CFPB Director Chopra appears before House Fin. Serv. Committee

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On October 28, the new director of CFPB, Rohit Chopra, made his first appearance before the House Financial Services Committee since its close approval by the Senate. Director Chopra focused on the subjects with bipartite appeal: the Bureau’s enforcement efforts targeting large businesses, ways it can try to help small businesses (including small financial firms), and the importance of strong relationships between banks and customers.

One of the topics highlighted by Chopra, which was well received by Democrats and Republicans, was the need for increased scrutiny of financial products and services offered by tech giants. His appearance before the Committee came less than a week after the CFPB demanded that several large tech companies provide them with details of their payment activities (we already discussed this in a previous post on the Consumer Finance & FinTech blog here. ).

Chopra said the CFPB intends to focus its enforcement actions primarily on large companies and repeat offenders, and that companies that self-identify violations will have some leeway. “I think we should focus most of our resources on the larger companies engaged in large-scale damage that is clearly totally out of reach,” Chopra said. “One of the things that bothers me the most is that when the small players break the law they are closed and when the big players break the law nothing happens. . . [t]the fat one pays a fine.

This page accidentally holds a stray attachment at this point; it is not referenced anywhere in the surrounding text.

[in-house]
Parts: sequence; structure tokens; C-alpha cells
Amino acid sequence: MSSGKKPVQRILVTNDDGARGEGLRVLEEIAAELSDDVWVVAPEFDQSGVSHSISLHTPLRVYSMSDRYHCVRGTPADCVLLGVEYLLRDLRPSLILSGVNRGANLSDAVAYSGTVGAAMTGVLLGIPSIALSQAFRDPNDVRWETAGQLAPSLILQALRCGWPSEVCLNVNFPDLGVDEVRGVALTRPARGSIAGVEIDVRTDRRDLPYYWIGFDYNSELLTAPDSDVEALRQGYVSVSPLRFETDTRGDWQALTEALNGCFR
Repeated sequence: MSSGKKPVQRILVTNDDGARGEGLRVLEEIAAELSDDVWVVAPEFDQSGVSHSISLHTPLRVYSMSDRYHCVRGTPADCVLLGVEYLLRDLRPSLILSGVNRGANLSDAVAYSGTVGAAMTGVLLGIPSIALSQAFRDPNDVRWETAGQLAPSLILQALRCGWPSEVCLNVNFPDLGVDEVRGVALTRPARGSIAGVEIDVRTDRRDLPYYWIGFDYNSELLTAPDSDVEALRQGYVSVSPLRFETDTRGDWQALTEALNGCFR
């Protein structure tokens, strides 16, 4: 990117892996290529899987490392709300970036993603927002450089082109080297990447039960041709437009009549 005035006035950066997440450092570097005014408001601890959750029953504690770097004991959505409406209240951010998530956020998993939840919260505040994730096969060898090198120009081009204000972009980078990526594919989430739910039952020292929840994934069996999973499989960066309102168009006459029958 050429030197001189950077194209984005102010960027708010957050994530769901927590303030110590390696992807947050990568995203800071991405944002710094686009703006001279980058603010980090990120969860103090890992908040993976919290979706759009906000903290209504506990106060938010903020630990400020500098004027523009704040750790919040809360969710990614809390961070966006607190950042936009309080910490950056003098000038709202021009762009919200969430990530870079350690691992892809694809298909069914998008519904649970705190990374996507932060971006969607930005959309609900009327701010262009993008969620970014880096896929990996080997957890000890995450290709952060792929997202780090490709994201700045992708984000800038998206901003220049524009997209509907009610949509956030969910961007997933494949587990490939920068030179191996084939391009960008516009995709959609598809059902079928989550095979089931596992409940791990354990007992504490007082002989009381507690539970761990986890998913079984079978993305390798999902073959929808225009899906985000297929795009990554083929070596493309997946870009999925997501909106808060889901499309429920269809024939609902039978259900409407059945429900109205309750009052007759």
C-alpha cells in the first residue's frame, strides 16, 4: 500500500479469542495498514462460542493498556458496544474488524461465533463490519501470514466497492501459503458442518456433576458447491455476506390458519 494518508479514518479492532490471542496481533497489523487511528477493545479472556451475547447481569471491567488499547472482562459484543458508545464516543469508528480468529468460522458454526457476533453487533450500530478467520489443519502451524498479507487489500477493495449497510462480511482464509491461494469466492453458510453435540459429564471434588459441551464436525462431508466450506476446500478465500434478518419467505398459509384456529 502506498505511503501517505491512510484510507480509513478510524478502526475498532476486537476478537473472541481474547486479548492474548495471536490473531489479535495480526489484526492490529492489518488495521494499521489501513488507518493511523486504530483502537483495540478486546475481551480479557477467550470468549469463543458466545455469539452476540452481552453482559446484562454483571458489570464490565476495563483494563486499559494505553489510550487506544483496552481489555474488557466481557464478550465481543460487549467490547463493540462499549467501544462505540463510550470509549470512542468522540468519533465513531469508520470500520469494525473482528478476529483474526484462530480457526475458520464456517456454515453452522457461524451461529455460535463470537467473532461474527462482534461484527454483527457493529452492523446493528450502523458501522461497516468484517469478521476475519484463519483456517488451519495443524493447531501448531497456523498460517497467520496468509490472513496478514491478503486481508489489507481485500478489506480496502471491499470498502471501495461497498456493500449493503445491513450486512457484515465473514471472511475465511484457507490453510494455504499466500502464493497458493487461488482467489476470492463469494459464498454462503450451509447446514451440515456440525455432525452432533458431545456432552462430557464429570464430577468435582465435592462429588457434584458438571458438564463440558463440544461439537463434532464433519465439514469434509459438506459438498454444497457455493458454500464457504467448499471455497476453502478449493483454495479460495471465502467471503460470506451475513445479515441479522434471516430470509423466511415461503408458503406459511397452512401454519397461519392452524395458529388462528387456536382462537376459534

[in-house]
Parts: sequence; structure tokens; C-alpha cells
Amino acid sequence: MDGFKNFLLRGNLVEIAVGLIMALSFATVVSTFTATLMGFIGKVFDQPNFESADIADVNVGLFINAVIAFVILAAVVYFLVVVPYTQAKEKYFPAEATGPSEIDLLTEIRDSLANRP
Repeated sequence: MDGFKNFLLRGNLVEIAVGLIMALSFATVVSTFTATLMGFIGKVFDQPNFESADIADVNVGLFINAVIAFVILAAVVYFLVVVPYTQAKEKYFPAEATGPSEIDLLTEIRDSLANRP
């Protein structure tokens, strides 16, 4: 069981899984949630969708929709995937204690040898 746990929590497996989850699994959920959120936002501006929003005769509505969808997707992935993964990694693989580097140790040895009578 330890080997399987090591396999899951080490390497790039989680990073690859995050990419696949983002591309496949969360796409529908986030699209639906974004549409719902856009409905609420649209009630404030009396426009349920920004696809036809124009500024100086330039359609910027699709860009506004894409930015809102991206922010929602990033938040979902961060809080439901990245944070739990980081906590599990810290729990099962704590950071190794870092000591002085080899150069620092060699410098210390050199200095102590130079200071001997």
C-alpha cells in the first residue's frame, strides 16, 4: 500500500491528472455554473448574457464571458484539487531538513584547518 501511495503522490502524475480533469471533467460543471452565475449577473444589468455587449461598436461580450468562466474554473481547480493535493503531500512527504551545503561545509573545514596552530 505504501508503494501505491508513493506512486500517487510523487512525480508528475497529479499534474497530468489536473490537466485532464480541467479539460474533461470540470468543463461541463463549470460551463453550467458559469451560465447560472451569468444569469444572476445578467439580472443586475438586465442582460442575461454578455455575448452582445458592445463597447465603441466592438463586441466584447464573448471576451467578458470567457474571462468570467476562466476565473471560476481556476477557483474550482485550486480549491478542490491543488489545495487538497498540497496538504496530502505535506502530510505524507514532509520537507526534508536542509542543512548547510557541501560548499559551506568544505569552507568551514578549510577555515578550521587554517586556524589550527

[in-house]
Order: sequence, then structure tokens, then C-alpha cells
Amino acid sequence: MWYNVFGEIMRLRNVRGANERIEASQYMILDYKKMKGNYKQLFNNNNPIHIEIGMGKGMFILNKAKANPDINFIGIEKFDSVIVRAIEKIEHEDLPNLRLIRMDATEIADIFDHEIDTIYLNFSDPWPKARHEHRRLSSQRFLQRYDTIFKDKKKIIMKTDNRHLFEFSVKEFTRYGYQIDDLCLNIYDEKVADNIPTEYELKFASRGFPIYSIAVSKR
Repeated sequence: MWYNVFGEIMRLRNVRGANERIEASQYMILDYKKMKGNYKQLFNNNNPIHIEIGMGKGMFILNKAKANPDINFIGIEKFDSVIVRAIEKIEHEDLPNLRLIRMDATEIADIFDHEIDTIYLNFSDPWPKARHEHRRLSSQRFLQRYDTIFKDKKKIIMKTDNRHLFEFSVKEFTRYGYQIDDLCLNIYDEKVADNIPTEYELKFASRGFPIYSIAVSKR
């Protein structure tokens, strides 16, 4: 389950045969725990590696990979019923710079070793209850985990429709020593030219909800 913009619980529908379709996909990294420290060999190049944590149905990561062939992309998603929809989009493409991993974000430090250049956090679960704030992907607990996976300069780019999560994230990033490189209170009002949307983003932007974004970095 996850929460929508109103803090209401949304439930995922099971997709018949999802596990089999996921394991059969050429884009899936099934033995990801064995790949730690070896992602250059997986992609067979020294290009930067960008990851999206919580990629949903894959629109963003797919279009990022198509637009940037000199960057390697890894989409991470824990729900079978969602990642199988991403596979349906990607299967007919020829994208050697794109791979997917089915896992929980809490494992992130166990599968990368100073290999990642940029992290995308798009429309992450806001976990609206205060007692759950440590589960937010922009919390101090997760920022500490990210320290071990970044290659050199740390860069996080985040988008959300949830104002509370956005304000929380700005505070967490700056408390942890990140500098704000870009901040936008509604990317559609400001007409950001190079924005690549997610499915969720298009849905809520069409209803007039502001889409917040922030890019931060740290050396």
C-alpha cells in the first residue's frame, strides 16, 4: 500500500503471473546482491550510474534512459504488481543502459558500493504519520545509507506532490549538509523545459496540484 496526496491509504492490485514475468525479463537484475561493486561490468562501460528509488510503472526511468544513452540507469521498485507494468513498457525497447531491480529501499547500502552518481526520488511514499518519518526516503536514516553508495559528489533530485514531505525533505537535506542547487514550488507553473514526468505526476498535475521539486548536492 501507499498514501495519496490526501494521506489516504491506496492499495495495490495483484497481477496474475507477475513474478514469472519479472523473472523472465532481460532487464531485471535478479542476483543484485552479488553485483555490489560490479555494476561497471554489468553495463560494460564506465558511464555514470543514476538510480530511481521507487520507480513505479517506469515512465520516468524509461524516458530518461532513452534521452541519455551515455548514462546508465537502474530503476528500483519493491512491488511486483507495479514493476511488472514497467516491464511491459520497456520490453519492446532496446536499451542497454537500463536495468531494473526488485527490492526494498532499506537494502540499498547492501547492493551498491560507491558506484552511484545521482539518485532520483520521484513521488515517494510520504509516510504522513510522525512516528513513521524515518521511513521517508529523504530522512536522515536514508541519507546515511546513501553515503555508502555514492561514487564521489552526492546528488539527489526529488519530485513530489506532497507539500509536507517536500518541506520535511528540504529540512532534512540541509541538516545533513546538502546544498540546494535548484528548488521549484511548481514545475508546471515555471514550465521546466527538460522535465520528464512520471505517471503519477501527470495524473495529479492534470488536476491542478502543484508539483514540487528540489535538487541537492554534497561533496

He added: “I share the view that when there is an honest desire to play by the rules, it is not appropriate to severely penalize it.”

Chopra said he also intends to encourage a return to relationship banking and stronger customer service. “I am very concerned that there are many situations where consumers do not have to turn to when they need help,” he said. “As a country, we are at a disadvantage as relationship banking moves away, and I want to know what I can do to revitalize that so that the customer has more leverage and institutions respond to it. “

Some lawmakers have expressed concern over how the CFPB plans to deal with big tech giants and the use of algorithms in lending.

He also said that companies cannot dodge fair loan laws by using secret algorithms. “I am very concerned about the black box algorithms and the fact that we have no responsibility for how decisions are made,” Chopra said. “It’s the opposite of relationship banking.”

Put it into practice. There are a few takeaways from Director Chopra’s appearance before the House committee.

  1. His comments were in many ways conciliatory, but may not reflect recent actions taken by the Bureau. We have seen indications in recent months that the CFPB will revert to the aggressive regulatory-by-application approach that was a hallmark of Richard Cordray’s tenure as director, and which has left the financial services industry often confused as to how to comply with applicable law, or what led the CFPB to adopt positions which appeared incompatible with established law. Time will tell if the CFPB’s approach going forward reflects Chopra’s most recent comments to Congress.

  2. We can see a first test as to whether Chopra’s stated intention to modulate the CFPB approach for entities that have “an honest desire to play by the rules”. One industry that could have a number of businesses that seem to fit this description will be mortgage services that may well be inundated with pandemic defaults and foreclosures in the not too distant future.

  3. The big tech giants seem to be in the crosshairs of the CFPB as part of the introduction of financial services on various platforms. All signs point to the Bureau scrutinizing these tech companies, including their respective uses of algorithms and artificial intelligence that could have discriminatory effects.

Copyright © 2021, Sheppard Mullin Richter & Hampton LLP.Revue nationale de droit, volume XI, number 305


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